Browse Publications Technical Papers 2002-01-0496

Fuel Injection Spray and Combustion Chamber Wall Impingement in Large Bore Diesel Engines 2002-01-0496

The Diesel engine is a commercially attractive powerplant, however it is noted to have significant specific output of harmful emissions under some operating conditions. One possible solution for reduction of the harmful emissions from the Diesel engine is greater control over the fuel injection event.
To gain further understanding of liquid phase Diesel fuel injection spray characteristics, a 2.44 liter displacement, 4 stroke engine was modified for optical access and fitted with a Caterpillar Hydraulic Electronic Unit Injection (HEUI) system. The data collection system consisted of a high repetition rate diode pumped Nd:YAG laser frequency doubled to 532 nm for visible illumination and a Kodak High Speed Motion Analyzer for recording fuel spray images.
The engine was motored under various inlet conditions to create an engine combustion chamber environment typical of those found in commercial engines of similar per cylinder displacement class. Parameters studied as independent variables that could affect fuel injection characteristics were; combustion chamber density and combustion chamber temperature at top dead center, engine speed measured in revolutions per minute, fuel injection pressure and fuel injection duration. Liquid fuel spray characteristics measured were; maximum linear penetration distance, maximum spray spreading angle and average penetration velocity. Coupled with penetration distance is also the occurrence of spray to wall impingement.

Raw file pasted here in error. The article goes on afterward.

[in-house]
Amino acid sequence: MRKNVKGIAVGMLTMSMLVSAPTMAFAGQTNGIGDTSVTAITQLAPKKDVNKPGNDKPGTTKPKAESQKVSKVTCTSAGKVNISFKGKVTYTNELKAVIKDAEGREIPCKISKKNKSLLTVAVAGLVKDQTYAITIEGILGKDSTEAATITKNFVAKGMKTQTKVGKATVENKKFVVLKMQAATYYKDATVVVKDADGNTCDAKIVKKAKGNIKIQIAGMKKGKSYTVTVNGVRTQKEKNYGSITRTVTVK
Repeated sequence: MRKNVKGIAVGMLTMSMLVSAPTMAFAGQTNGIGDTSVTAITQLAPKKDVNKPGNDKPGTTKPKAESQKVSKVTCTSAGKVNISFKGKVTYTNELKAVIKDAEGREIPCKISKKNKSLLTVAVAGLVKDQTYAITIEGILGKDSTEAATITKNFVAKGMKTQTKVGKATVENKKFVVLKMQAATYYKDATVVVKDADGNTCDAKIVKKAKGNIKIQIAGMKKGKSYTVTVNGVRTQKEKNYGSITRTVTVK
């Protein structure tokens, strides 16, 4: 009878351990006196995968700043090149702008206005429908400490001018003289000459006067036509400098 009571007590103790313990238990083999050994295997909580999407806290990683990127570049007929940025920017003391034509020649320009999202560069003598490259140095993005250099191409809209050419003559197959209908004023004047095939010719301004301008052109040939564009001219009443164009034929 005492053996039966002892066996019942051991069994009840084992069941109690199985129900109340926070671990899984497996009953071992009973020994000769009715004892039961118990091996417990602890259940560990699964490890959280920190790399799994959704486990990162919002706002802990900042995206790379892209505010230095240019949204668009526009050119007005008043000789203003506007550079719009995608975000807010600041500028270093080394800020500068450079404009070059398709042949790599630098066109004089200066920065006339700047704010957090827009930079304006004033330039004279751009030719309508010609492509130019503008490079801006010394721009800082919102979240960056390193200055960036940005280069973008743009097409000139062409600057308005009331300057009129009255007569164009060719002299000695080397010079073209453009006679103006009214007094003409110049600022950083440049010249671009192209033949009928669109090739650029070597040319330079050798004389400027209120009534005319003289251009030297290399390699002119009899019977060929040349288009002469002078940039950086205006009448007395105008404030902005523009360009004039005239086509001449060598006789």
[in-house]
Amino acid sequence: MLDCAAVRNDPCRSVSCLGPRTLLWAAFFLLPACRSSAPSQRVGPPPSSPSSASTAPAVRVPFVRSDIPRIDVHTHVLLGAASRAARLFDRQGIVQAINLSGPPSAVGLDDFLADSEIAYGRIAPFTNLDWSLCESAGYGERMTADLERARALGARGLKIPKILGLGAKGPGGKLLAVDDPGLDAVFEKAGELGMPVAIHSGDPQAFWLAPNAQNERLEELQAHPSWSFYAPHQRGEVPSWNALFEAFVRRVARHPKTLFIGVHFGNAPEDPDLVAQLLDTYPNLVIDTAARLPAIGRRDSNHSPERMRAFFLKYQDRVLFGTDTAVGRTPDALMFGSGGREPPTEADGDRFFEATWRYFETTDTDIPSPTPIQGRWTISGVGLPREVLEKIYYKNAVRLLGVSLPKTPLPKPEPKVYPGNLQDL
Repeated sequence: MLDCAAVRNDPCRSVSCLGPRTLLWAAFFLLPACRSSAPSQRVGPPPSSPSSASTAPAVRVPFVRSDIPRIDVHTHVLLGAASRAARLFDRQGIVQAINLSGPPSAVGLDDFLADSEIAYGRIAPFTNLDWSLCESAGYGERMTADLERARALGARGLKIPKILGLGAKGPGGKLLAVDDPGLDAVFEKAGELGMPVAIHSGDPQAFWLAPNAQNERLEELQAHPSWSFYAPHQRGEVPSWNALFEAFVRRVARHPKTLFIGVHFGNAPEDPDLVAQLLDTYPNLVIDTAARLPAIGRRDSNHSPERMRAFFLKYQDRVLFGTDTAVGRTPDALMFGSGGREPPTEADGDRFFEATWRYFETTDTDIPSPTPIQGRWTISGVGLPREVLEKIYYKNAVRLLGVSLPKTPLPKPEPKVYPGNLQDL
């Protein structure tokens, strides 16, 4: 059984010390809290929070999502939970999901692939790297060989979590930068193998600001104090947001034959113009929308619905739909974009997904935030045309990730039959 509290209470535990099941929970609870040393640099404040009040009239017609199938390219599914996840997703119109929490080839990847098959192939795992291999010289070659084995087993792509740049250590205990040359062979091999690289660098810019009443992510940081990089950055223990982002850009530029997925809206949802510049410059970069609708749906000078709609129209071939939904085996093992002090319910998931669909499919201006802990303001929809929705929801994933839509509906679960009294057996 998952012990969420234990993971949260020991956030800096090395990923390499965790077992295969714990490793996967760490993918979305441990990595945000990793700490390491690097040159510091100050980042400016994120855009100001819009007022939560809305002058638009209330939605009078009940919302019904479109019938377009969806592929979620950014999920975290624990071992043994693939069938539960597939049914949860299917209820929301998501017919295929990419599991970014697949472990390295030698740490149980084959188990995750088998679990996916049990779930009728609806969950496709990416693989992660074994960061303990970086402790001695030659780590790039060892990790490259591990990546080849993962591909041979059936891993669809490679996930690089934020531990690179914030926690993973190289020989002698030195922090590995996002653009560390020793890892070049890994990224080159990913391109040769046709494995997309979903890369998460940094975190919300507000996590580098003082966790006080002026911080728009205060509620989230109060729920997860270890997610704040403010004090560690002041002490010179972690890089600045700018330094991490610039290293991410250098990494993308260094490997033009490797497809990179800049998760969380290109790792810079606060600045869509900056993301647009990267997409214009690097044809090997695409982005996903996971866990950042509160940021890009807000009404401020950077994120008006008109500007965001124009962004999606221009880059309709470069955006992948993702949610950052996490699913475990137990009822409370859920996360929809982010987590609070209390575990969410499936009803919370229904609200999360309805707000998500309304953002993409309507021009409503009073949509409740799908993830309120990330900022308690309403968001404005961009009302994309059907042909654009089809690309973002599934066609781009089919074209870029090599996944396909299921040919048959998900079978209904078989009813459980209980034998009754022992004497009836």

Spray penetration distance, spreading angle and velocity are important in the effort to gain greater understanding of spray behavior in the engine combustion chamber environment. Spray to wall impingement is of interest due to its perceived role in increased emission of soot and unburned hydrocarbons.
Results showed that similar to fixed volume chamber studies, increase in combustion chamber density or temperature at top dead center and specific to engines, an increase in engine RPM, would cause a decrease in spray penetration distance, spreading angle and velocity. An increase in fuel injection pressure was noted to cause a decrease in spray penetration while increasing spreading angle and penetration velocity. Changes in fuel injection event duration did not show a clearly discernable trend. Spray to wall impingement was noted to occur at lower combustion chamber densities and engine speeds.


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